Try reading a cookbook cover to cover. If you don’t, you might miss that fantastic Salmon En Croute that you never knew existed and which would do just perfectly for your (now) upcoming luncheon. But if you try it, your imagination and appetite are in for quite a stimulating few hours.
Jamie’s Food Revolution is a unique cookbook (judging from the ones I’ve read) in that it seeks to teach and inspire absolute beginners with simple recipes that they already know and love from eating out. Although some of the more British* recipes might be new to Americans, these are generally classic dishes that you would find in your favorite pub, Italian restaurant, pastry shop, or even fast food joint. This cookbook doesn’t abide by the standard idea that home cooking and restaurant food have to be separate and unequal, but instead seeks to prove that cooking your favorite foods at home, with some friends and family, can be even more fun than going out and having them served to you.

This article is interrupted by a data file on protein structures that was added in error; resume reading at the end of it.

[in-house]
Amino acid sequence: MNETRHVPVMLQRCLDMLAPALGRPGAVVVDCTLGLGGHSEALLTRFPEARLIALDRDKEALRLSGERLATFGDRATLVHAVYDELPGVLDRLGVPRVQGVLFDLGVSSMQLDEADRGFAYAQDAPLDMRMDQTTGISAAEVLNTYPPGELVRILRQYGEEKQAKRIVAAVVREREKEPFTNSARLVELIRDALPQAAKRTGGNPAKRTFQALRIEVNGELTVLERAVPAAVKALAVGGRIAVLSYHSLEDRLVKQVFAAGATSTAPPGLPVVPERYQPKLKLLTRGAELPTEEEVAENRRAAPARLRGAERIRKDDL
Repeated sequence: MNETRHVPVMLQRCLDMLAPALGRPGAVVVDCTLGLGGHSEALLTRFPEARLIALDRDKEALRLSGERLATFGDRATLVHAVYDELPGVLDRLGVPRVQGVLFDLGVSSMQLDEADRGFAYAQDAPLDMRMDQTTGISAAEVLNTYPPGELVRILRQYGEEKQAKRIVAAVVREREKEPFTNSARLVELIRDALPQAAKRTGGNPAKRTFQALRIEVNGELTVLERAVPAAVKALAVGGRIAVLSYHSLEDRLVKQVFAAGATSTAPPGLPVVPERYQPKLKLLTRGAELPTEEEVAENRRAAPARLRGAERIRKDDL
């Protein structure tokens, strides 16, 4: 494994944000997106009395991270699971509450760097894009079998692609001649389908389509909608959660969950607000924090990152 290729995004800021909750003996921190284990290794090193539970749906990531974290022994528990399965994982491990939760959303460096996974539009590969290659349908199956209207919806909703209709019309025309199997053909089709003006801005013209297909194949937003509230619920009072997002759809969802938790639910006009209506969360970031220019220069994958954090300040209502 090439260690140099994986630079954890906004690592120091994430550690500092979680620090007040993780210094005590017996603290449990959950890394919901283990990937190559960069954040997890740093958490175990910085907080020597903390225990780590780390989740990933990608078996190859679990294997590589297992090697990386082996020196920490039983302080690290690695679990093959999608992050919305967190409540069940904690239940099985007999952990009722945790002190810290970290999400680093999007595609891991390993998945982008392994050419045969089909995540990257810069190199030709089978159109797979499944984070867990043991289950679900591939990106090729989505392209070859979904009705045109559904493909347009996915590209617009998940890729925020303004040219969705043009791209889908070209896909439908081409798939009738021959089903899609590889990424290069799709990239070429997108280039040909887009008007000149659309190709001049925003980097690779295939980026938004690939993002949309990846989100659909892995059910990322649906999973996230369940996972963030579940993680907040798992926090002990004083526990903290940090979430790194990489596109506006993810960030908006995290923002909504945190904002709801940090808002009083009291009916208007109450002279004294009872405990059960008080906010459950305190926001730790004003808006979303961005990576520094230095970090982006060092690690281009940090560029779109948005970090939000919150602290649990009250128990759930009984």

Although I’m already planning to cook at least half the recipes from Jamie’s Food Revolution, I can’t review this cookbook without mentioning that it’s design isn’t excellent, and not nearly up to par with Jamie Oliver’s other cookbooks. I couldn’t help but laugh when I saw that each chapter is introduced, not with a mouth-watering photograph of food, but with old, British wallpaper.
Beverage: I would recommend some scones (a nice recipe on pg 331) paired with a bit of English breakfast tea to properly celebrate the book’s Britishness.
Reminds me… of Cook with Jamie, another of Jamie Oliver’s beginner’s cookbooks, except Jamie’s Food Revolution has some easier, quicker recipes and many more photographs of wallpaper and porcelain dear heads.
*Watch out for Marmite, a thick, brown sandwich spread made from a by-product of beer brewing, packaged with the slogan ‘love it or hate it’.